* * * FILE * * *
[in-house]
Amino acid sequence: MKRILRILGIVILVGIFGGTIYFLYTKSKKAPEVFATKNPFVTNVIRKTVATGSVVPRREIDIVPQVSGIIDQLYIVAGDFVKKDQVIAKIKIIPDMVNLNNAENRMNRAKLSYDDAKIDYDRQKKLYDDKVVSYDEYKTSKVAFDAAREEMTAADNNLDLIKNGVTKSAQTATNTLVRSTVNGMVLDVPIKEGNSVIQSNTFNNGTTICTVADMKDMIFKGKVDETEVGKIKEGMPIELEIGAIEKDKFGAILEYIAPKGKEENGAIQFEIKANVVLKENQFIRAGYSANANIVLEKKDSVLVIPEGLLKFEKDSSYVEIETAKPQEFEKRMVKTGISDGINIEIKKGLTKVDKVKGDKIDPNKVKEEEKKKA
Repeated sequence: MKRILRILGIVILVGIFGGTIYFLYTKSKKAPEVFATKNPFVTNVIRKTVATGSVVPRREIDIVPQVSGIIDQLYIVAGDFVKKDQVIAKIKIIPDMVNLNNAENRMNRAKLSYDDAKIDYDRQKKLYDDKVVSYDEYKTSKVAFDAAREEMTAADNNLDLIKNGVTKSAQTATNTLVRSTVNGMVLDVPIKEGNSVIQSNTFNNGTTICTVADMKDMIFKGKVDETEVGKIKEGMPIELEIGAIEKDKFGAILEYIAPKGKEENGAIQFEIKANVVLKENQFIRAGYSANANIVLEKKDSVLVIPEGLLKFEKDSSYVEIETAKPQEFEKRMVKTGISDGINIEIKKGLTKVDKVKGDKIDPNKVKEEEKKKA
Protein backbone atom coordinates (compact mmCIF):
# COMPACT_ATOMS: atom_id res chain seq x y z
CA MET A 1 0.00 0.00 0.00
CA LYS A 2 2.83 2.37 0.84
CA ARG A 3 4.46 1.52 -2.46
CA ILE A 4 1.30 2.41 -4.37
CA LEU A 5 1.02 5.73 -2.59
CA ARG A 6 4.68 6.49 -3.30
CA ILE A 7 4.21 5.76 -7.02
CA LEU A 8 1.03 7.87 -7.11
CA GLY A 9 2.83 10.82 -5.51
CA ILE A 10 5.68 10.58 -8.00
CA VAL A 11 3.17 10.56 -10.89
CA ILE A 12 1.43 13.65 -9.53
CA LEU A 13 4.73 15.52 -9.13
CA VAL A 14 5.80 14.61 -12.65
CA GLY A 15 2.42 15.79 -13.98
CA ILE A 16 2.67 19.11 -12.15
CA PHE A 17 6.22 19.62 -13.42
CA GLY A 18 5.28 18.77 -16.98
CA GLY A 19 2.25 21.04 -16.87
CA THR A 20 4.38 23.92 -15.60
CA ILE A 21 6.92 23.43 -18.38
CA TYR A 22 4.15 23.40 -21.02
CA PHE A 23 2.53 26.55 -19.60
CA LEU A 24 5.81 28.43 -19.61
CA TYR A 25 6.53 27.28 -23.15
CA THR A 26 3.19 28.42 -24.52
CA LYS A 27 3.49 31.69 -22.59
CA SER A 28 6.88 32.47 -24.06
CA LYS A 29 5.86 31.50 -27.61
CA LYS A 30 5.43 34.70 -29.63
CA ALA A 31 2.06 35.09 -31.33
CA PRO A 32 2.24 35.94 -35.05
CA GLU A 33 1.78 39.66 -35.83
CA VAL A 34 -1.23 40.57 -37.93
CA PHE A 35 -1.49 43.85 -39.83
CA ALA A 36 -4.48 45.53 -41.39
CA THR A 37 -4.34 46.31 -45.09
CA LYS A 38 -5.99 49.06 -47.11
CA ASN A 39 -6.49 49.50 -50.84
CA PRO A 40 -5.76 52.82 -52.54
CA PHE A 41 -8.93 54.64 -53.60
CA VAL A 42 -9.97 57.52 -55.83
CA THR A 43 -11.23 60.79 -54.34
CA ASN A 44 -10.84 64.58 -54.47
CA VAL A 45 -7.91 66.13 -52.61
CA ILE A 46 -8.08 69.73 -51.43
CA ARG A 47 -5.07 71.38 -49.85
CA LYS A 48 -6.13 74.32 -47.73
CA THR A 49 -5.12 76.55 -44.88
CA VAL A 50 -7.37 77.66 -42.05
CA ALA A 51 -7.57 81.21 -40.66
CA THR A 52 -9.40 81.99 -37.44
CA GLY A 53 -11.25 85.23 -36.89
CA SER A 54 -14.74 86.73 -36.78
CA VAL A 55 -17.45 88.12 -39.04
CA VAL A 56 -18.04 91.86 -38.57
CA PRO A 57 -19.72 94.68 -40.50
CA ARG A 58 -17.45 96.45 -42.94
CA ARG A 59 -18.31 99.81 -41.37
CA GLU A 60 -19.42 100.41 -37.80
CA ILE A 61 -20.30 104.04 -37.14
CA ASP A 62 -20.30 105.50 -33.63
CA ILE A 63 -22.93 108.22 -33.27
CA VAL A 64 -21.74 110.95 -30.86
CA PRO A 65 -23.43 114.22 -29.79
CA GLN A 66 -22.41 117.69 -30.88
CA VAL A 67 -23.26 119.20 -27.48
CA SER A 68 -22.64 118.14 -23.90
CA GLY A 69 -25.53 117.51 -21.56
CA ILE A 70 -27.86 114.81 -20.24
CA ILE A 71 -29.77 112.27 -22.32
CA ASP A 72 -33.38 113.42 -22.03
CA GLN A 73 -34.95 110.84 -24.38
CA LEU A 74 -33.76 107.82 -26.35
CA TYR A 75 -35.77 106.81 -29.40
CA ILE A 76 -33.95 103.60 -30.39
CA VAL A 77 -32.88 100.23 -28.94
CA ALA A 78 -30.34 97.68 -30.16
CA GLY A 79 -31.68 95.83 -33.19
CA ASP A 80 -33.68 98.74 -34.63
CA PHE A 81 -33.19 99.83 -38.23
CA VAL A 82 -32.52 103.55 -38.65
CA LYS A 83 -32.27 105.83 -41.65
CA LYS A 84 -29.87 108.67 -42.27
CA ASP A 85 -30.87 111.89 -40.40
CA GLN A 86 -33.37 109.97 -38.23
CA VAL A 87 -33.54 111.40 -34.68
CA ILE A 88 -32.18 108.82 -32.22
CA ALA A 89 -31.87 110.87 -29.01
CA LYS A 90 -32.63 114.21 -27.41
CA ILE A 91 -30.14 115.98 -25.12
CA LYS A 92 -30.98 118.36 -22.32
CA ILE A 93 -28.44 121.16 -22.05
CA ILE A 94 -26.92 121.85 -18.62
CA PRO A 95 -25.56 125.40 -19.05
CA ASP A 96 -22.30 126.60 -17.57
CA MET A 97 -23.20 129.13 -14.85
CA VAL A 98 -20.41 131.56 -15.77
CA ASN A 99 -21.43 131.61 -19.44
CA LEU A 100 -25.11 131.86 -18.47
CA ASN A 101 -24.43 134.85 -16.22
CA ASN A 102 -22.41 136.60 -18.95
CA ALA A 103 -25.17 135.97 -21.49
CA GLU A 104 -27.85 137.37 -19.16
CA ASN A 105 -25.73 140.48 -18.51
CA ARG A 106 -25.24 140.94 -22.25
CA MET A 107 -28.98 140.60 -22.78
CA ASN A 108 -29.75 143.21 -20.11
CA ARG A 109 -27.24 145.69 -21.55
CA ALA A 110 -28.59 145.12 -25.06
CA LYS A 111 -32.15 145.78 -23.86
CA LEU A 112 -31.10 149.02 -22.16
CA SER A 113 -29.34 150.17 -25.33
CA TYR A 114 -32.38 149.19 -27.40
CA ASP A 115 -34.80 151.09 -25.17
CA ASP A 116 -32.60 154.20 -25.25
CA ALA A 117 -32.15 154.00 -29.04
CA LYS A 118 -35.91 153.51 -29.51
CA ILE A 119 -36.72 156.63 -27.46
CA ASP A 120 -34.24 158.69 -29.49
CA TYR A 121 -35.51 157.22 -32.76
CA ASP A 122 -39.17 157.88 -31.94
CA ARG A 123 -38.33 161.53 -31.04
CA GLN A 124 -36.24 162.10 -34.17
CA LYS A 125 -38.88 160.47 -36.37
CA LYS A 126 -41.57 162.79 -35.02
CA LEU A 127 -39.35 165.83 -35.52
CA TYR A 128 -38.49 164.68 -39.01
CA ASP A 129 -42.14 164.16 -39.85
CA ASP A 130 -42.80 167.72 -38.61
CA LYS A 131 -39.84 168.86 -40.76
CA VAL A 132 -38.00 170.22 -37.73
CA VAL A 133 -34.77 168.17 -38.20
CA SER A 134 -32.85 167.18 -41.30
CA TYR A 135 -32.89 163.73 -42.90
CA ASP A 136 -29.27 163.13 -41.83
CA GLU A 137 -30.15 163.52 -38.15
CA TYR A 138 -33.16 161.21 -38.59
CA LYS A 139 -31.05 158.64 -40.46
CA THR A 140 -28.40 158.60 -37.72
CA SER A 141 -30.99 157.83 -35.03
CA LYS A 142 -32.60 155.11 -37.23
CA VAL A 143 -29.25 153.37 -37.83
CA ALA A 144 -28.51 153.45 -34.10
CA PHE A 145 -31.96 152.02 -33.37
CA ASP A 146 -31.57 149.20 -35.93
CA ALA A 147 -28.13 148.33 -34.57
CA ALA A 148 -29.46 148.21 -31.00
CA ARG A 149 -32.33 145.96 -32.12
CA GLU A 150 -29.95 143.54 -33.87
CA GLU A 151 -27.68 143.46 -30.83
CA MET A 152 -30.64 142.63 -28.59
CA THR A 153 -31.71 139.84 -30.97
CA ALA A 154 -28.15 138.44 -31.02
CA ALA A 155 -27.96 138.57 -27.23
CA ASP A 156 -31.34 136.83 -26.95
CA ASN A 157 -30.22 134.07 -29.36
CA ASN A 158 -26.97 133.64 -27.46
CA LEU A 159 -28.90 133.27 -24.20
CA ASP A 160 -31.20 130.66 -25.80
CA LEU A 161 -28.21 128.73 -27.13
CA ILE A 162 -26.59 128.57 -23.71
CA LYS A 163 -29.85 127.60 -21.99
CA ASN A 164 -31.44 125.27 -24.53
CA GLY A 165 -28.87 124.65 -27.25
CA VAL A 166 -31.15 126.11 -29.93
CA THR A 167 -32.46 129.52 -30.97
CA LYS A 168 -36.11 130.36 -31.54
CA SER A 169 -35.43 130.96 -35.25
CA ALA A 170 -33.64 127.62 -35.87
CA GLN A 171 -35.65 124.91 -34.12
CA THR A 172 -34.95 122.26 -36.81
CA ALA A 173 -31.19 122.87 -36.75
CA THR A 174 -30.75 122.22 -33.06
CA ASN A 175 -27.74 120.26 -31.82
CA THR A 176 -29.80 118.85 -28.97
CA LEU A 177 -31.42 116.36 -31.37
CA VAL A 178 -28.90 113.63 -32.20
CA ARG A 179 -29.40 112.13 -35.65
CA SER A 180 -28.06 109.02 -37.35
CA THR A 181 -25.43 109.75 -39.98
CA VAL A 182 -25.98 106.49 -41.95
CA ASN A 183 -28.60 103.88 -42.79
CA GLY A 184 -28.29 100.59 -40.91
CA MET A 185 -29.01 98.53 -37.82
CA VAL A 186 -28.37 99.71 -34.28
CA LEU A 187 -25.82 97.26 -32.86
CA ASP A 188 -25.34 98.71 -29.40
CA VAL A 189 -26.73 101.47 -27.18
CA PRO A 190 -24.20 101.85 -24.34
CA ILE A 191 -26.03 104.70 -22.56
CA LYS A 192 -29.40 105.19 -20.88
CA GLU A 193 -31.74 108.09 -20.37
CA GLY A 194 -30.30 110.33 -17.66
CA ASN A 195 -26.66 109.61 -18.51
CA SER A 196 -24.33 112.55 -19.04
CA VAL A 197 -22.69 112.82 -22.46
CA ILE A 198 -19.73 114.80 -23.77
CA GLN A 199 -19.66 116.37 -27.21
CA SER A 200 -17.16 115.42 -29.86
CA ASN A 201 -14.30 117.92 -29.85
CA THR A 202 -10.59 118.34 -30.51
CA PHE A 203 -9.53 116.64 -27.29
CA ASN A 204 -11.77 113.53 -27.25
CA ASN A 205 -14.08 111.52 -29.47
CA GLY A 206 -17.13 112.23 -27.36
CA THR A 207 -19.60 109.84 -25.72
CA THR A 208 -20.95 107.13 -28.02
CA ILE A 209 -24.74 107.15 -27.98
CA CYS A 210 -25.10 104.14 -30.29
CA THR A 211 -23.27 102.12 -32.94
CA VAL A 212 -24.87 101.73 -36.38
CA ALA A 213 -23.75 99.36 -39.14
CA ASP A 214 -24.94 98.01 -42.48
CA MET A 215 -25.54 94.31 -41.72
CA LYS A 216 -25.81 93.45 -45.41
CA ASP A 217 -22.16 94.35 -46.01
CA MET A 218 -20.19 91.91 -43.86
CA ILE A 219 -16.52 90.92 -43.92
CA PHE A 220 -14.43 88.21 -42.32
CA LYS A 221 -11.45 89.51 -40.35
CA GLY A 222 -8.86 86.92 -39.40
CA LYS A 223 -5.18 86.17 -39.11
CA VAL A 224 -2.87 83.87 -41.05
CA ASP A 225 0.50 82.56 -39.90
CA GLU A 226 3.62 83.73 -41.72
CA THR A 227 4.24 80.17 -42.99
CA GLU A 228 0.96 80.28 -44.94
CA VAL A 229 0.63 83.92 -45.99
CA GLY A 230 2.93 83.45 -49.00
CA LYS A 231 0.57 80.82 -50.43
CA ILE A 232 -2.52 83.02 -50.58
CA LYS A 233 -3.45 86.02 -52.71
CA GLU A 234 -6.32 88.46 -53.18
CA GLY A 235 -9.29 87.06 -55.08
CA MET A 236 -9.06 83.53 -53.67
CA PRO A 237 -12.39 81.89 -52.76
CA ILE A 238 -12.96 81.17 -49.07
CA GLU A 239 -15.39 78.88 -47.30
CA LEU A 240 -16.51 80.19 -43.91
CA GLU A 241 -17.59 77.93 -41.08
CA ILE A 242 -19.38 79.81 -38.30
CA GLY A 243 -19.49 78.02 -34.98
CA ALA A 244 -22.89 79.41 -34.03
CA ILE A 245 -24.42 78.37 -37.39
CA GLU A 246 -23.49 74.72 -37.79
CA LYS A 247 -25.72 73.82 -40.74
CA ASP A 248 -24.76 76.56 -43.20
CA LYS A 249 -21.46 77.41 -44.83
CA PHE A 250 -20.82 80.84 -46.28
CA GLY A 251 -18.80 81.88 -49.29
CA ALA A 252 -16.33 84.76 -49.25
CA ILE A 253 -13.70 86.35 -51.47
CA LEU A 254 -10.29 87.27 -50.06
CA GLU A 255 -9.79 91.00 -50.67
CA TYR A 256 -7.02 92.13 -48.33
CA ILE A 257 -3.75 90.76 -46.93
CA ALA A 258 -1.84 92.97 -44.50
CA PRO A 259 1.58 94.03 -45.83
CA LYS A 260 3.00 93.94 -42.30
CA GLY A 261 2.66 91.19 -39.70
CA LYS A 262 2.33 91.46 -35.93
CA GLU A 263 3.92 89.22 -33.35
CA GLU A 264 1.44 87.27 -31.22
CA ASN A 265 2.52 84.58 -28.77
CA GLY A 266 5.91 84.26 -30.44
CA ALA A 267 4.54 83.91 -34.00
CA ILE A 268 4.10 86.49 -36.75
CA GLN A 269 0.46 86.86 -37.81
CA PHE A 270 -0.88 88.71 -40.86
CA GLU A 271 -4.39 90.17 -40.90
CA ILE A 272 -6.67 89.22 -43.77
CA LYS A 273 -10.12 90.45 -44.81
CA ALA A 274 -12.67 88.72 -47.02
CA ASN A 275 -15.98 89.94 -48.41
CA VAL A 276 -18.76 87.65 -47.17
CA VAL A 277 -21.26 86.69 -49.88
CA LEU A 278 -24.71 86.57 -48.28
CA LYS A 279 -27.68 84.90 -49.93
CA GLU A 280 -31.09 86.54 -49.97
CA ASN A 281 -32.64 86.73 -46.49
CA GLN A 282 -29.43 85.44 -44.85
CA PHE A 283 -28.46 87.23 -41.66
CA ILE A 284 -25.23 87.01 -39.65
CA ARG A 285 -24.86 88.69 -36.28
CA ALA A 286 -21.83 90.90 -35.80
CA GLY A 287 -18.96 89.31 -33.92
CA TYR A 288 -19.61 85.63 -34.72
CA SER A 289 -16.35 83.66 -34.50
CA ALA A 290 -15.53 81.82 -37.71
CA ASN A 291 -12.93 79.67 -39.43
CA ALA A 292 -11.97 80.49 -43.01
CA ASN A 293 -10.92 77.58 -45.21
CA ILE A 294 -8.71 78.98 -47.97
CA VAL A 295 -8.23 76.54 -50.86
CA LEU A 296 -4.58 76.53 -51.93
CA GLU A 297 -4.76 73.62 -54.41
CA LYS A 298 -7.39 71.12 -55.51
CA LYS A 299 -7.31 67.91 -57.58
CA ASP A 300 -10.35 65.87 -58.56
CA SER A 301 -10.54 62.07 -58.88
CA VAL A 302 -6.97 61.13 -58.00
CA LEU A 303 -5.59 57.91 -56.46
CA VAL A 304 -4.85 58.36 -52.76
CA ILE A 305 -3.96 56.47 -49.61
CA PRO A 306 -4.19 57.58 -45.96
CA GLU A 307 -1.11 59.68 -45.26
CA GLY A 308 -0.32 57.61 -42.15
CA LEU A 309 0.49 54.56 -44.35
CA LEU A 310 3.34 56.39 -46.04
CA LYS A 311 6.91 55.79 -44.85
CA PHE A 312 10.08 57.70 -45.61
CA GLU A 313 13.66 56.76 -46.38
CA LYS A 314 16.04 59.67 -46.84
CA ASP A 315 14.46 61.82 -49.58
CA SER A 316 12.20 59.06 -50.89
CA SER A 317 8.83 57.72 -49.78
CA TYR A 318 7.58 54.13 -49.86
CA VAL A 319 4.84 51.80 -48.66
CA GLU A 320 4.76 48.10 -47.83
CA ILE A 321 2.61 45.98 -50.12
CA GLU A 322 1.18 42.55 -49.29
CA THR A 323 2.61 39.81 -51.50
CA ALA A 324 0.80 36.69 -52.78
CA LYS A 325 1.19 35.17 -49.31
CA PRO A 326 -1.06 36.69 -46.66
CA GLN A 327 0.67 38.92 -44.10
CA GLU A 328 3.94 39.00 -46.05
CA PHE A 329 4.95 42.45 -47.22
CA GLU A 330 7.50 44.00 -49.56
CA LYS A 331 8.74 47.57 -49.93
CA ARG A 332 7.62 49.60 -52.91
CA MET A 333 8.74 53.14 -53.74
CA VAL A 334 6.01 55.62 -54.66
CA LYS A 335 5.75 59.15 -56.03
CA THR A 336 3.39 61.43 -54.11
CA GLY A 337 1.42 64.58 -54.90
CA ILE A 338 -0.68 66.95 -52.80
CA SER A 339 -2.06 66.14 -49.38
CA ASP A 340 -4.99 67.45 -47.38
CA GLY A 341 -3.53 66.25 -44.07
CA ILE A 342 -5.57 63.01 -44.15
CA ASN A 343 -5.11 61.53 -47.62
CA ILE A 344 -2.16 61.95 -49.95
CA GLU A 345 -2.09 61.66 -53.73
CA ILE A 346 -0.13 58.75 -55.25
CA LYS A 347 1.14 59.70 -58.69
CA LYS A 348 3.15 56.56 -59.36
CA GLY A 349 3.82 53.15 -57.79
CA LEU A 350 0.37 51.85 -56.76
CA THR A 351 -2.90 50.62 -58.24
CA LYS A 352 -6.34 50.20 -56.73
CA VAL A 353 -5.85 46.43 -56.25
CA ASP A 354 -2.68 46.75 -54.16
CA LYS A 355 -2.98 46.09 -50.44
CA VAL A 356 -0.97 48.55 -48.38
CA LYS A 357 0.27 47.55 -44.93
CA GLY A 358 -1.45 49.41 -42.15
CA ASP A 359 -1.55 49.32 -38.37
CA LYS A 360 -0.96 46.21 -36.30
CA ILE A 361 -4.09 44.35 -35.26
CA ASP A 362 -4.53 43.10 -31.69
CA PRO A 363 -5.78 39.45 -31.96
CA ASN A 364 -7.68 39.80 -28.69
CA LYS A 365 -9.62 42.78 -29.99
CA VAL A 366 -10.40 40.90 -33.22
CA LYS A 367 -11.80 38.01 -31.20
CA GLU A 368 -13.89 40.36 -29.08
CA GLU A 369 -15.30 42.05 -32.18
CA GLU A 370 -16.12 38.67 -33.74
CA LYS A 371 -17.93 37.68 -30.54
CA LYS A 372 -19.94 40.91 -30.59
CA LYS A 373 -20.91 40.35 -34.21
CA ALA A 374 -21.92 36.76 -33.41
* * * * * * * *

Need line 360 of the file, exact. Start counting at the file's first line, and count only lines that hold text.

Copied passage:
CA LYS A 355 -2.98 46.09 -50.44